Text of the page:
We ended up sitting at Miranda de Ebro for some three hours; it was gathered that our diesel unit had very bad mechanical problems. One had to assume that something was being done, somehow, to sort matters out. There seemed a nice appropriateness for a Briton to be enduring prolonged tedium here, out of all possible Spanish locations. In World War II, escapers from German POW camps often made for neutral Spain, in their hoped-for journey home. Neutral, but “some countries are more neutral than others”: in that era Spain’s regime, while ostensibly not taking sides, in fact favoured and supported the Axis. Escaped Allied servicemen were not handed back to the Germans, but not looked on very lovingly, either. They were often lengthily incarcerated by the Spanish authorities, in conditions greatly resembling those which they had experienced in Germany, pending diplomatic working-out of their being ultimately allowed to proceed onward to Britain. Probably the most prominent such internment camp was at no other place than Miranda de Ebro – dreary and not very agreeable “time done” there, is told of in the memoirs of a fair few WWII escapers. The camp was well within sight of the railway line, and at least one memoir-writer mentions observing long freight trains puffing their way eastward, loaded with materials to aid the German war effort. (Had I been in such a situation circa 1942, would have found this – the trains, not their payload --a compensating factor for said situation.)
Imagining the Church’s putative railway-sabotage squad still in business in 1979 – by then, in a strictly “underground” way – one can envisage their rubbing their hands in glee over this splendid foul-up. “Enjoy your triumph, guys, such as it is” – ultimately an electric loco was coupled to our diesel unit, which then proceeded electric-hauled on its much-delayed way. Many hours’ quietly splendid panorama of the Spanish scene followed: down south-west through Burgos to the junction of Venta de Baños – reversal there, and off north-westward to León and ultimately, Ponferrada, reached about 7 p.m. Early and late in the run, impressive hill / mountain country traversed; in between, splendid areas of sparsely populated plainland / wolds – here in the un-touristed interior of the country, much looking indistinguishable, I would imagine, from how it would have been before the Civil War of the late 1930s. After a fine spell in the hills, at last to 1979’s “Spanish narrow-gauge Mecca”.
Hotel accommodation found for the night; exploration of Ponferrada and its railway, on the morrow. The PV’s passenger service had never been of Madrid-suburban standards; and by 1979, it was down to one working each way per day – the Correo (“mail train”) – departing Ponferrada 1215 and Villablino 1528. The intrigued visitor had to accommodate himself to the train service, not vice versa. PV’s locomotive stock fell basically into two categories: the “2-6-0 family” – some conventional tender locos, some Engerth type semi-articulated 2-6 + 4 back-tanks (these latter, if I have it rightly, obtained second-hand from other metre-gauge lines); and 2-6-2Ts, at any rate largely USA-built by Baldwin. The Correo’s preferred and regular motive power was Engerth no. 31, and she was performing the duty on the day of my visit – with a consist of three or four coaches, if memory serves me. “European continental standard” of black loco, dark-green coaches. Off promptly at 1215, up into the hills – with 2-6-2Ts seen on shunting and coal-hauling action at various points en route. Fine mountain scenery, albeit a bit of a constrained “feel”, from the railway’s closely following throughout its length, the valley of the river Síl. My PV journey was one way only. With the soup having become thin in the gricing department in Spain as at 1979, and with a wish to see something of the country generally, as well as “the other”: my plan was to walk for some 60 km through the Cordillera Cantabrica mountains, from Villablino until regaining -- meant in the nicest way -- civilisation, to the east. This duly and enjoyably done, involving two nights “under the stars” – happily the weather was warm and dry throughout (these regions get, by Spanish standards, a higher-than-normal rainfall).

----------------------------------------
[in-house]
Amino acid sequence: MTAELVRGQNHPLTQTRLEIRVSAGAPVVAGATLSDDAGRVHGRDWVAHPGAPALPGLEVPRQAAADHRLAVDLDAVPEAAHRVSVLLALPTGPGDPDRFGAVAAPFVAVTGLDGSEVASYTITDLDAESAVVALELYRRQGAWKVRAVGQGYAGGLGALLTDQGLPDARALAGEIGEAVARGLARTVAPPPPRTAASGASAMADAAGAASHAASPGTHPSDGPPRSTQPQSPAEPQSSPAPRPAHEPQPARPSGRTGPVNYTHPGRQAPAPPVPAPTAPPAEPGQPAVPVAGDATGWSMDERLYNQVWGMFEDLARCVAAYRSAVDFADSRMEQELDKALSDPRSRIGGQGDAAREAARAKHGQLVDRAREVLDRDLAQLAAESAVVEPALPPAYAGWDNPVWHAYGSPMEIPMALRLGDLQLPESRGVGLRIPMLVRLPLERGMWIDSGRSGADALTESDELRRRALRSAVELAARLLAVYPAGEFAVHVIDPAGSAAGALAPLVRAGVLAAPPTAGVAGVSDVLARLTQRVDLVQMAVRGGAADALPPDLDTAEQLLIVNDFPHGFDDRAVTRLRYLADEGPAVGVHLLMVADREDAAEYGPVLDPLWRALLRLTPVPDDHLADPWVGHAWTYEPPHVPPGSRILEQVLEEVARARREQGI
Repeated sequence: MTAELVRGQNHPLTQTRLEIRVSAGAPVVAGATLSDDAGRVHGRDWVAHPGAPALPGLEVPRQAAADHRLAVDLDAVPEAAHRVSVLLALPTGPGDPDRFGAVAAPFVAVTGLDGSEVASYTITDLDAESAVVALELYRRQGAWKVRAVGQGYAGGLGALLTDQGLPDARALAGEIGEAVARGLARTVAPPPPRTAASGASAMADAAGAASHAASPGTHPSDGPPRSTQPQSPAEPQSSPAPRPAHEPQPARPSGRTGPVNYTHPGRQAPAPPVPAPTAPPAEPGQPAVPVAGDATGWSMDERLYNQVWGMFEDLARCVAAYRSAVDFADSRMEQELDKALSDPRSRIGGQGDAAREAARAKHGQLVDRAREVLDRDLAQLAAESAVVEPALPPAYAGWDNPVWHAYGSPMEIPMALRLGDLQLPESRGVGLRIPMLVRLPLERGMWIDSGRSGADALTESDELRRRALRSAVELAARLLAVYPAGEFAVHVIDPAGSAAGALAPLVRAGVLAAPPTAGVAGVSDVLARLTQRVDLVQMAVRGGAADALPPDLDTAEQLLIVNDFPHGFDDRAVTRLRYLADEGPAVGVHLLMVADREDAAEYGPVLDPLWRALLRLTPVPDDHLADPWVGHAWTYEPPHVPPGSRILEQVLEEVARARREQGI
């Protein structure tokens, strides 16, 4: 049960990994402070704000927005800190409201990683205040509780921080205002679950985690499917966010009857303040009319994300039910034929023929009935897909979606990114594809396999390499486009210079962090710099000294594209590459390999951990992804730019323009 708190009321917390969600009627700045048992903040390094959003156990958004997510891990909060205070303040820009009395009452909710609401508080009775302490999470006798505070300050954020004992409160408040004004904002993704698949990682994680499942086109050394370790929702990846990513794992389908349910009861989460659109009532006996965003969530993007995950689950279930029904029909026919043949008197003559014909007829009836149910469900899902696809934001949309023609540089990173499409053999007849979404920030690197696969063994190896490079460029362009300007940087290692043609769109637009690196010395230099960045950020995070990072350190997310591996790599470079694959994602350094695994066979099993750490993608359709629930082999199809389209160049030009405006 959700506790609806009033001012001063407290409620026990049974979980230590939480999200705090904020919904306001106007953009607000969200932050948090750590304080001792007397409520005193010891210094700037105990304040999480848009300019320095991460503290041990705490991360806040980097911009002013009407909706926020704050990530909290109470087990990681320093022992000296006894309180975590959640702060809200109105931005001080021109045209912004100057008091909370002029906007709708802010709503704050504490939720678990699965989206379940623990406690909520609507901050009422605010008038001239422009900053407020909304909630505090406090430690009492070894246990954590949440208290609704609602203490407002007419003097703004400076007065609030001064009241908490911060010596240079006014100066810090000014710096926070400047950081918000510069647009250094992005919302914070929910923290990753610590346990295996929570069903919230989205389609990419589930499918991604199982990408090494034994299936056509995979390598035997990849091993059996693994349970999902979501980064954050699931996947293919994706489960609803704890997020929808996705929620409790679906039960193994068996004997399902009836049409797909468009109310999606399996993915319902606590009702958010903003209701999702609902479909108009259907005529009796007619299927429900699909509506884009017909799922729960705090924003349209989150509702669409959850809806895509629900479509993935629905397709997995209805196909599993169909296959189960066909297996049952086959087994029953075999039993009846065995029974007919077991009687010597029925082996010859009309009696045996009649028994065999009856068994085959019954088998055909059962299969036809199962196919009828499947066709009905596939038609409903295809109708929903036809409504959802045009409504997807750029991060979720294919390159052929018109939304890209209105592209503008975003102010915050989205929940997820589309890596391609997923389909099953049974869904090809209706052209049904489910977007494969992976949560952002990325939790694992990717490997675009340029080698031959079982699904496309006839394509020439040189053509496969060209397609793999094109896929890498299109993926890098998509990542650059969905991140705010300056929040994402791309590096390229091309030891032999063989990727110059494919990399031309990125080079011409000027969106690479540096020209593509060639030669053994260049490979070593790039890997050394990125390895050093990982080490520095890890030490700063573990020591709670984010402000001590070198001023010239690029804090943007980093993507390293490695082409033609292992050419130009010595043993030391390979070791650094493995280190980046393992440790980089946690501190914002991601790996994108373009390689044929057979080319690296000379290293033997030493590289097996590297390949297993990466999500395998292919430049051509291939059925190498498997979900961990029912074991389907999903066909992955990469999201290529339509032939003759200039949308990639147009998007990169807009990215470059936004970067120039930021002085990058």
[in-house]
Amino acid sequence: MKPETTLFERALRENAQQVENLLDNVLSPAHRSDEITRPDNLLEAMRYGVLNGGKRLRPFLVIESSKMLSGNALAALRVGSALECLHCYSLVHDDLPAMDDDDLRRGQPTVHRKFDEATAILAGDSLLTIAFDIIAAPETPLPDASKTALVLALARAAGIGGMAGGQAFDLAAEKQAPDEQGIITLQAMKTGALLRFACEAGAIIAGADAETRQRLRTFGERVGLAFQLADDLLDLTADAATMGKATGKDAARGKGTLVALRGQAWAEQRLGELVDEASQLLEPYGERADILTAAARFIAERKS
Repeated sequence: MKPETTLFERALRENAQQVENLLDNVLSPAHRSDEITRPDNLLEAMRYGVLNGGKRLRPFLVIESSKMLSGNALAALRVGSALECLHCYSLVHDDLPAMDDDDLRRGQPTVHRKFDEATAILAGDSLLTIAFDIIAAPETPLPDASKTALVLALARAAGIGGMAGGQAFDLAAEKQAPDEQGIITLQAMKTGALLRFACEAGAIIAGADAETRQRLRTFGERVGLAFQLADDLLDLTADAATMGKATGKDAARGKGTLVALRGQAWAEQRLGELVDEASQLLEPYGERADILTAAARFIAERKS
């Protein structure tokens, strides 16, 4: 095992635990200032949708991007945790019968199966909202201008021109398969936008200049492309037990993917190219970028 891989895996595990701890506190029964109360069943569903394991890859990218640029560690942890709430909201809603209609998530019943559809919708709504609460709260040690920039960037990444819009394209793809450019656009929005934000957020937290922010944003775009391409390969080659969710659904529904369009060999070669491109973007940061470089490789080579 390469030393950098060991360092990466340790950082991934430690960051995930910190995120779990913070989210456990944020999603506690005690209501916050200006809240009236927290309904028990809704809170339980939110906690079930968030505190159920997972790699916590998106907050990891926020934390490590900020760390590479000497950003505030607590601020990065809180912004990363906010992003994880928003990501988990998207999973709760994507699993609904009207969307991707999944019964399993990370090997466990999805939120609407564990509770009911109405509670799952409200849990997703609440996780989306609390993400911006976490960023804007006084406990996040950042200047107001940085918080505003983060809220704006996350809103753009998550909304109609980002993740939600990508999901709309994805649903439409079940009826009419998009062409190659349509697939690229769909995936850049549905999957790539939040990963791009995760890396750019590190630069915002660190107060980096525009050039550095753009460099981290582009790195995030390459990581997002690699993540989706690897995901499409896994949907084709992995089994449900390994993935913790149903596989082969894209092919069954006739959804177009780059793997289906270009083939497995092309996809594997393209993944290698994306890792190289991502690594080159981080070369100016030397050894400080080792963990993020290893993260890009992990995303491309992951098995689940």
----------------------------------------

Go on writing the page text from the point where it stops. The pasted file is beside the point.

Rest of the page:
Overall in my few days in non-tourist Spain, I found people either friendly, or basically uninterested one way or the other – my being English, was hardly ever found a problem. Ability to speak French, probably helped: it seemed thirty years ago, that many more Spaniards knew French, than English. A hostile exception, was at a mountain village somewhere east of Villablino. Entering the village, I was accosted by an aged gent who clearly wished to interact, “benignly until proved otherwise”. Not comprehending his words, I responded per my very small grasp of the local lingo, “I’m English; I’m sorry, I don’t speak Spanish”. The word “Inglés”, clearly pushed his “hot button” – face contorted in disgust, he spat out what seemed his one word of English: “Enn-e-meess ! Enn-e-meess !”, and motioned for me to be speedily on my perfidious-Albion way. I wish I’d had enough Spanish to respond, “1588 was an awfully long time ago, old boy” – as things were, I just walked on, leaving the old chap no doubt feeling joyful about keeping his village a Brit-free zone.